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Should We See A Pelvic Floor Physical Therapist Postpartum?

Image from Google Images 

Image from Google Images 

Just a little food for thought.  Delivering a baby, vaginally or cesarean, is a difficult job for our body.  I hate to say it, but birth is traumatic to our tissues.  The muscles are stretched during childbirth, some are torn or even cut through, in order to do what is best to get baby out safely.  As a pelvic floor physical therapist, I have often wondered, why are these women missing out on opportunities to improve the function of their pelvic floor and abdominal muscles after delivering a child?  In all other areas of muscle injury (strain) or rupture/ tearing, patients are usually advised to seek the help of a physical therapist for regaining muscle control, range of motion, strength, flexibility, stability and overall function.  For instance, someone might have a whiplash injury (similar to a childbirth with minimal or no tearing), they would see a physical therapist to stretch tight muscles and strengthen weak muscles.  If someone tore their Rotator Cuff, they may have surgery to fix the muscles (similar to repairing pelvic floor muscles or abdominal muscles after delivering a baby(ies)), then they would seek the help of a physical therapist to stretch the tight muscles, regain coordination of the muscles, teach the brain how to connect with the muscles again, and go through a program of improving range of motion and strength/ endurance of the muscles.  

I think we are missing this with our new moms.  Think about it.  Women are pregnant for approximately 9 months (posture changes, back muscles tighten, abdominal muscles weaken etc) and then they go thru delivery (with tearing or not) and their body's are expected to bounce right back while taking care of a rapidly growing new born.

What I see with my patients are poor postural stances of weakened and stretched abdominal muscles, tight and short low back muscles, sometimes tucked bums or ribs thrusts with carrying and lifting baby/ children/ car seat etc.  I think it would benefit so many new moms to be referred to a pelvic floor physical therapist postpartum.  Every new mom could come in for a screen to see if they are having any issues and if there are any things a new mom should be working on in the first couple of months.  I personally think, it would be beneficial to see a pelvic floor physical therapist for a screen PRIOR to getting back into an exercise program.  A pelvic floor physical therapist can evaluate women for diastasis recti, pelvic pain, pelvic organ prolapse, urinary incontinence and proper postural and body mechanics.  Hopefully with seeing  pelvic floor physical therapist, this would prevent more pelvic floor risks and issues in the future.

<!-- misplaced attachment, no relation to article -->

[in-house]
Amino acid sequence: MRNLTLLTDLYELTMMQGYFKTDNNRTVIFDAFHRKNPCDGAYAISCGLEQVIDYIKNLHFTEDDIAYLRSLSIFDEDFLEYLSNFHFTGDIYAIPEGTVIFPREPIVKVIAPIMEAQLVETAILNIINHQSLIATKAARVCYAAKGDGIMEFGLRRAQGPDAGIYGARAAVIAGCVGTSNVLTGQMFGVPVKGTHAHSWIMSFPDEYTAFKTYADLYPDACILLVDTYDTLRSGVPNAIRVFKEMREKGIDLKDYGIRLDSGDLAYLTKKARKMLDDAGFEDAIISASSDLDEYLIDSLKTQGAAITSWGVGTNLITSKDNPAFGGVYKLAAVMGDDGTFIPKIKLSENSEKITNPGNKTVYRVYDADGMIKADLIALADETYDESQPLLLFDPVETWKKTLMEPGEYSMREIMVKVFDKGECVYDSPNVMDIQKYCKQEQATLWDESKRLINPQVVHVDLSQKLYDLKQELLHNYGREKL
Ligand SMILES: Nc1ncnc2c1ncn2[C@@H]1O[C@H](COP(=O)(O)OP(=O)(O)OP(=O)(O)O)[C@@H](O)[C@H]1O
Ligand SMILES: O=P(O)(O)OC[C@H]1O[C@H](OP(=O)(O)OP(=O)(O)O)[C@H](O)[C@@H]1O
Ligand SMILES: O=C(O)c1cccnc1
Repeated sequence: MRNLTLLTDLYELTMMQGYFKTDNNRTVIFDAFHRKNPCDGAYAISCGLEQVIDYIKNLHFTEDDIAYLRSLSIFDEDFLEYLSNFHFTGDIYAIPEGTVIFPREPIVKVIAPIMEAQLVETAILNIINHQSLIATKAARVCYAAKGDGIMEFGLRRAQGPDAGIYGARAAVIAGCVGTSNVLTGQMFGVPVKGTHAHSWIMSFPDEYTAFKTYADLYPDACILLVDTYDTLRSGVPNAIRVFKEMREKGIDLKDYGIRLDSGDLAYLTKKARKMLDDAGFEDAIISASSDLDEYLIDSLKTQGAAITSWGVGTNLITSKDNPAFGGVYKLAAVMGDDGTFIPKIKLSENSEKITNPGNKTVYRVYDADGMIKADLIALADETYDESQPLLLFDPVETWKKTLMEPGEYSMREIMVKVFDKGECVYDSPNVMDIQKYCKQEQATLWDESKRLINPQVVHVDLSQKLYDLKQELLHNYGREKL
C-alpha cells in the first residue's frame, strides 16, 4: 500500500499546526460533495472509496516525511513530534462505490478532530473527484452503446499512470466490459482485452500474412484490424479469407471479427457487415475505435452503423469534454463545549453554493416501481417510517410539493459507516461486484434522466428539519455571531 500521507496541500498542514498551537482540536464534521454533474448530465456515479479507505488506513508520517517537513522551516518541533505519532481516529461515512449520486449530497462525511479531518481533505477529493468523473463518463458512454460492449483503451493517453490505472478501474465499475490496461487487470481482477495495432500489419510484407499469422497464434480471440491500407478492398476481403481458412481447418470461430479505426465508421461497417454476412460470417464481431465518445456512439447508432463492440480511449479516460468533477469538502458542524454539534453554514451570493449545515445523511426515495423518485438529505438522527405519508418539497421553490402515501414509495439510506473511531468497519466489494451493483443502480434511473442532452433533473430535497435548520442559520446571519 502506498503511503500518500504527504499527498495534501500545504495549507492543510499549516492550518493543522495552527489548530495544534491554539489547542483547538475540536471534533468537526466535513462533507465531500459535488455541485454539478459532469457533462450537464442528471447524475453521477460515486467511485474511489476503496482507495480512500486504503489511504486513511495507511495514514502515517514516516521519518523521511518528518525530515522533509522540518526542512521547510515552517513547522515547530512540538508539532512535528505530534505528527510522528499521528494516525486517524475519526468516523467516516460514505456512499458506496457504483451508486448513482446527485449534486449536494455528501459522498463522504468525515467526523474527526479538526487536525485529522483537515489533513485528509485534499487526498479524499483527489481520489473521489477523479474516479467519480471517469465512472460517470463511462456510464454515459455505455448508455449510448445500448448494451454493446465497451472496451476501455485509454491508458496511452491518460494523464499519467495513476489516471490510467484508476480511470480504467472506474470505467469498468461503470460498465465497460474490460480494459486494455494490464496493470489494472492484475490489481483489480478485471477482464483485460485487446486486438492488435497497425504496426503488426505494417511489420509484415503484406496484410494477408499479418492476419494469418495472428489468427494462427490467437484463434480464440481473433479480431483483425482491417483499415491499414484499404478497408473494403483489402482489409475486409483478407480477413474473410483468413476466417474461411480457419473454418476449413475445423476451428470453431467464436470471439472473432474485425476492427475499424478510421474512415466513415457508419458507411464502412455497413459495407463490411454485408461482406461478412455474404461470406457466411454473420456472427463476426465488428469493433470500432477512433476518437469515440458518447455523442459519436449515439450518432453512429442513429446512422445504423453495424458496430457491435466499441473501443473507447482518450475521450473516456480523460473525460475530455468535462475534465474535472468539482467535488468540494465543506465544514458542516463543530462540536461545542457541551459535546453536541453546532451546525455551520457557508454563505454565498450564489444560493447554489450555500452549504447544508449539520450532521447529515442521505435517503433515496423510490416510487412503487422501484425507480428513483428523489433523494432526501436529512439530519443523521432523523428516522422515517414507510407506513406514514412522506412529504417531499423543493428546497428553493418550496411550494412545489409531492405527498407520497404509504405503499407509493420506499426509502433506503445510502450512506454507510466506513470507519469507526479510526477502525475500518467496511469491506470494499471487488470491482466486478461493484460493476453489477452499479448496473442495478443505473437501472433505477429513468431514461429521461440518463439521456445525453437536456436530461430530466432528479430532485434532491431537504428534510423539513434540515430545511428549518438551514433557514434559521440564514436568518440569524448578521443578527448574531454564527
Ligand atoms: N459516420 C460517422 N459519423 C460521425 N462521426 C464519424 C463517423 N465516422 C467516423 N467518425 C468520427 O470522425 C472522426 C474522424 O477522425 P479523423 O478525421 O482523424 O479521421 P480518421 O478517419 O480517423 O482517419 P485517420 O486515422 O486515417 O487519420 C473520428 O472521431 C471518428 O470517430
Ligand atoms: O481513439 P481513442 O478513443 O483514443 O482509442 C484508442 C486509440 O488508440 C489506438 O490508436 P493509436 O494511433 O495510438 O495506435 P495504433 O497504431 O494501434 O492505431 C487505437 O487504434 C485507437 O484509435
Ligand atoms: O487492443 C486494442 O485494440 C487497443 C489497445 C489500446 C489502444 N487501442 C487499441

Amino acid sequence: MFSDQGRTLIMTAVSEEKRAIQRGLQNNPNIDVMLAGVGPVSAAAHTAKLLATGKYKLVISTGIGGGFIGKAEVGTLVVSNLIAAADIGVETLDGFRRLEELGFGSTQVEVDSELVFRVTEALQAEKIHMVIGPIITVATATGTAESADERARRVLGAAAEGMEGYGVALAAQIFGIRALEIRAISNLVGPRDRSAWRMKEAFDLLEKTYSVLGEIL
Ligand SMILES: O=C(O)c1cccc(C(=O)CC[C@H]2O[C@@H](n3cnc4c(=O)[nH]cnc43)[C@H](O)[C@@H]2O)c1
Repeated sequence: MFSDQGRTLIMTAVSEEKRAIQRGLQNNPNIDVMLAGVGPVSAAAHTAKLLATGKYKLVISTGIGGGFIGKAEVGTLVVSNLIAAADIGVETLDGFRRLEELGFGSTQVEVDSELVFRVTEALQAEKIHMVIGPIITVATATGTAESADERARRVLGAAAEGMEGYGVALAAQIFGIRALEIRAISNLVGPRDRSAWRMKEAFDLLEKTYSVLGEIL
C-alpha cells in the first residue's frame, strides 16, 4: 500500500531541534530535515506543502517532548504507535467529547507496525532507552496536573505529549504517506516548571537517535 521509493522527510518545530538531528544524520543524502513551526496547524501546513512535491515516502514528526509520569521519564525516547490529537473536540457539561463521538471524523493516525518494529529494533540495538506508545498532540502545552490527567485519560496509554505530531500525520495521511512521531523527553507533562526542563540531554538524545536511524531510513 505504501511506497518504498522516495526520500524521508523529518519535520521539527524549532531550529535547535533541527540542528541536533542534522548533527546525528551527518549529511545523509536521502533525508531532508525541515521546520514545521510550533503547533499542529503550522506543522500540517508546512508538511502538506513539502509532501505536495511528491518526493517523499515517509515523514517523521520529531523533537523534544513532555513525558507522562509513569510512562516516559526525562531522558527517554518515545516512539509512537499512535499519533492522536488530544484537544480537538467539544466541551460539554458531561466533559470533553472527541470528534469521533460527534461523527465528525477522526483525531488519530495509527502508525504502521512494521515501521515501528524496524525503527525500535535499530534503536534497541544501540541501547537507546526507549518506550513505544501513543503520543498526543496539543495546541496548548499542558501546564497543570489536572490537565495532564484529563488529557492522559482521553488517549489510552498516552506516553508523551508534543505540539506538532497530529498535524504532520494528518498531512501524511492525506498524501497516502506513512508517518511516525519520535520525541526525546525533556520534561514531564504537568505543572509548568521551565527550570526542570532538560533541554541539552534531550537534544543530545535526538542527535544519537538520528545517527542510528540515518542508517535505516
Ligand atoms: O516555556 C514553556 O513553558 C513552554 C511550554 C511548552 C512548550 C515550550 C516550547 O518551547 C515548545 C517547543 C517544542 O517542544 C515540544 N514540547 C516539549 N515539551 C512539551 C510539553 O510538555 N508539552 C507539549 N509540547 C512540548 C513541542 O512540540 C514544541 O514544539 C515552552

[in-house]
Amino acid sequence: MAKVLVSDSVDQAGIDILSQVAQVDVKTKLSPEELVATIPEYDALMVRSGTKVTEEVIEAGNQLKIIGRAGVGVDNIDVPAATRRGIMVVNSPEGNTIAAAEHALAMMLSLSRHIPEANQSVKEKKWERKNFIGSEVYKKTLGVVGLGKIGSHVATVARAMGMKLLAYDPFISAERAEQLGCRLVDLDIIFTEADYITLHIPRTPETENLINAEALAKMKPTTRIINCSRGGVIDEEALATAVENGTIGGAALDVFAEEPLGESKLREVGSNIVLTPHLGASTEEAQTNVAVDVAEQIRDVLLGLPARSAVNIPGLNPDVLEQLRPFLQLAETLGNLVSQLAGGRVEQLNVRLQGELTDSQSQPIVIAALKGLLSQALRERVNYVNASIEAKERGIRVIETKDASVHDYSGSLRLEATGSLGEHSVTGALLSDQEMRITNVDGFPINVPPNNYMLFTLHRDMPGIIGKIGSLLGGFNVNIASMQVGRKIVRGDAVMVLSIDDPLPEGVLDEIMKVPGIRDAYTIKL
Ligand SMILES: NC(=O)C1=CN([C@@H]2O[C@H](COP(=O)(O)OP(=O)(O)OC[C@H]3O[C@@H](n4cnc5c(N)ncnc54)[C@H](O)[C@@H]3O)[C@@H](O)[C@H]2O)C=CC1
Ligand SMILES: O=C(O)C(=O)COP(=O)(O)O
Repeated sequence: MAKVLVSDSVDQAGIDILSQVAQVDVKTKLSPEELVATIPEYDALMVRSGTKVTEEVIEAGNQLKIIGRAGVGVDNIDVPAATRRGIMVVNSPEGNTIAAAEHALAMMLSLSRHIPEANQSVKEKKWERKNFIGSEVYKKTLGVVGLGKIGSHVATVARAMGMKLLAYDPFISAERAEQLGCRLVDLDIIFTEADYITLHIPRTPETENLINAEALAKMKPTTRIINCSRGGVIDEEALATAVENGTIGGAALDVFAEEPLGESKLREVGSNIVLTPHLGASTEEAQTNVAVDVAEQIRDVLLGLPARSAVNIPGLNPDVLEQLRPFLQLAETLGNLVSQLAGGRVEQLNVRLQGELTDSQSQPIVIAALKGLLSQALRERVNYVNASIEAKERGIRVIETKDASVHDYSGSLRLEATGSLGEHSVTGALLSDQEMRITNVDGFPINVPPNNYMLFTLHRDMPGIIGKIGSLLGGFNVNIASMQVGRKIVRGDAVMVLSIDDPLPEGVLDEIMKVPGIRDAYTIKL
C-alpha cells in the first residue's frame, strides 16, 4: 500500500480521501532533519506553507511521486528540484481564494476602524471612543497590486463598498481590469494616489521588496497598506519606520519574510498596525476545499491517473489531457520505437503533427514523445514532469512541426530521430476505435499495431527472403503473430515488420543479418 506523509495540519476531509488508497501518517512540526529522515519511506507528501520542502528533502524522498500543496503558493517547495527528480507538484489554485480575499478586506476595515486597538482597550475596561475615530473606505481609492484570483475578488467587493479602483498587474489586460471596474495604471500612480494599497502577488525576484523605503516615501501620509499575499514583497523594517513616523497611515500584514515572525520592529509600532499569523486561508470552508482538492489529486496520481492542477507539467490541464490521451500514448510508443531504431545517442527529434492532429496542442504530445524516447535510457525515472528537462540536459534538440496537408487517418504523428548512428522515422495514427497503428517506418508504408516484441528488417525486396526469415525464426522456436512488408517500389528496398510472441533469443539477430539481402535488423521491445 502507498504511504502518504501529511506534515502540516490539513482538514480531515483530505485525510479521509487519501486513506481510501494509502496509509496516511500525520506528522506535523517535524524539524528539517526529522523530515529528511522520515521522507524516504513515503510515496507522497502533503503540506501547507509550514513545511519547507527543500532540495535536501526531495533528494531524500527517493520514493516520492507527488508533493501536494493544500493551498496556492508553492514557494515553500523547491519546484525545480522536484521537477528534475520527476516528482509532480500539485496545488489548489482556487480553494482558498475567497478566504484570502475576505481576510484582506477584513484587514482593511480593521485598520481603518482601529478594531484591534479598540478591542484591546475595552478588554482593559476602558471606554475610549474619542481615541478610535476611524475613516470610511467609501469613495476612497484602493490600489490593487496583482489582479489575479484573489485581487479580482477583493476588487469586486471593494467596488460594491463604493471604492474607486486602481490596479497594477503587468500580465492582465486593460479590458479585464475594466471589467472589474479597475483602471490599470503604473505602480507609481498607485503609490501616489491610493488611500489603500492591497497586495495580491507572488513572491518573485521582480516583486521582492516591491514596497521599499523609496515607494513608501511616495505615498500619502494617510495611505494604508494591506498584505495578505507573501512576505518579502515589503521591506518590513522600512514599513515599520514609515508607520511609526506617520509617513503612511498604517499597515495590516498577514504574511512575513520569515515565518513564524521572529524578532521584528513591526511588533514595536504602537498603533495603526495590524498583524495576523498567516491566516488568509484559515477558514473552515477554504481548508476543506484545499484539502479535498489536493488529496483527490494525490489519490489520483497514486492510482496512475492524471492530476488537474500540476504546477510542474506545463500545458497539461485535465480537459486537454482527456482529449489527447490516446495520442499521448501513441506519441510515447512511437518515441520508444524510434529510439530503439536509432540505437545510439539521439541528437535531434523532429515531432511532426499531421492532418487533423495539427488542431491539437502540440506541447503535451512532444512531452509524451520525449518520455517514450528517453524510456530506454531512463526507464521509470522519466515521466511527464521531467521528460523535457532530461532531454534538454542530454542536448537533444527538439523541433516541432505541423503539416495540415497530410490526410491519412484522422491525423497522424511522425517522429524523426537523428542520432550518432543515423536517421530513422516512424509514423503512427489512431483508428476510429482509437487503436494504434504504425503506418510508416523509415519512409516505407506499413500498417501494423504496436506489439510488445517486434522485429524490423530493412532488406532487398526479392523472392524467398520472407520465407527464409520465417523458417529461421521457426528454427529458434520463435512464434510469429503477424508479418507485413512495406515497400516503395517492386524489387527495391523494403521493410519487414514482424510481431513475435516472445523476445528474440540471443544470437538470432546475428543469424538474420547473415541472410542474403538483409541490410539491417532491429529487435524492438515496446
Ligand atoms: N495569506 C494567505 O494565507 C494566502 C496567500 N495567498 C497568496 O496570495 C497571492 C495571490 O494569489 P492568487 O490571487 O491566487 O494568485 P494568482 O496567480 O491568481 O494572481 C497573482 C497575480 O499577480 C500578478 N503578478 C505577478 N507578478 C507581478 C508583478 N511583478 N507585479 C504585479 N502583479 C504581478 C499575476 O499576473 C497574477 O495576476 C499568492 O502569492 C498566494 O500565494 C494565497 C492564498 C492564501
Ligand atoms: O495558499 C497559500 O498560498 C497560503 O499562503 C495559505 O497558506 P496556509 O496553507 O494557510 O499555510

So...see a pelvic floor physical therapist today, even for a screen, to see if you would benefit from starting a pelvic floor home exercise program.  Why not support your tissues for a stronger future?  

The Scoop on Poop

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Everyone poops.  This is a discussion I had with my 4 year old recently.  He was avoiding going "number 2", until we were getting home at the end of the day. 

We discussed how everyone poops.  Mommy poops.  Daddy poops.  Grandmas and Grandpas poop. His teachers at school poop.  His daycare lady poops.  All the kids he is around all day poop etc.  We talked about the different places people go too.  He seemed shocked that people would poop outside of their house.  I tried to explain, when your body is telling you it needs to get something out, aka for him a belly ache, then you need to listen and go to the bathroom instead of waiting all day and being miserable.  (As this can cause some pelvic problems down the road)

This is often a similar discussion with my patients.  Bowel movements are often a topic with pelvic patients, as the organs are supported by the pelvic floor muscles.  Constipation and frequent bowel movements can both cause pelvic floor issues so it is best to address them when treating pelvic floor symptoms.

Poop kind of has a bad reputation, which is sad, because it can tell you a lot about your health.  So before you flush after your next BM (bowel movement), be sure to take a glance inside the toilet and just see what your poop is telling.  Yes, I said check out your poop!  

Your poop has gone on quite a trip to end up in the toilet.  Remember, at one point, that poop was food.  The salad you ate last night went into your mouth and started the digestion process with chewing (side note: try chewing 20-30 times with each bite to help with digestion).  When you swallowed, it ended up in your stomach where it continued to break down with acids and other organs helped with this process.  The nutrients of your dinner are absorbed in the small intestine. Then your salad became waste product as it reached the colon to begin it's journey of leaving the body.  When stool reaches your rectum, you get a signal from your brain that something is about to exit and make an appearance.  It is best not to hold back your poop, but to take the time to sit down on the toilet, with your knees slightly above your hips (squatty pottys), to have a nice relaxing bowel movement (breathing and "shhhhh-ing" are great tips to help with the relaxation).

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So what does healthy poop look like?  I get this question a lot and most people are surprised there are many types of poop, 7 according to the Bristol Stool Scale :). You want to strive for a Type 3 or 4. If you are more type 1 or 2 it is a sign of constipation, and adding water and/ or fiber can improve this.  If you are a type 5, 6 or 7 regularly, you may have an issue with absorption or have an infection. 

Color of poop is another thing to pay attention to as it can tell you what is going on with your organs.  Poop also gets it's color from your food so don't be too alarmed it if changes red when you eat too many beets or cranberries! Poop should be a nice milk chocolate type of color.  If it is a black, tar like color it can be a sign of bleeding so consulting a physician to rule things out is a good idea.  Stools green/ yellow in color can mean you are eating a good amount of green things or a sign of gallbladder issues.  If you are starting a diet, don't be shocked to have a variety of colors when you glance in the toilet. 

Last one, should your poop float or sink like the Titanic?  Floating poop can be a sign you have too much fat (bad fat) in your diet or issues with your liver or gallbladder.  Cutting back on pizza and fast food may give you a successful poop sink in the toilet.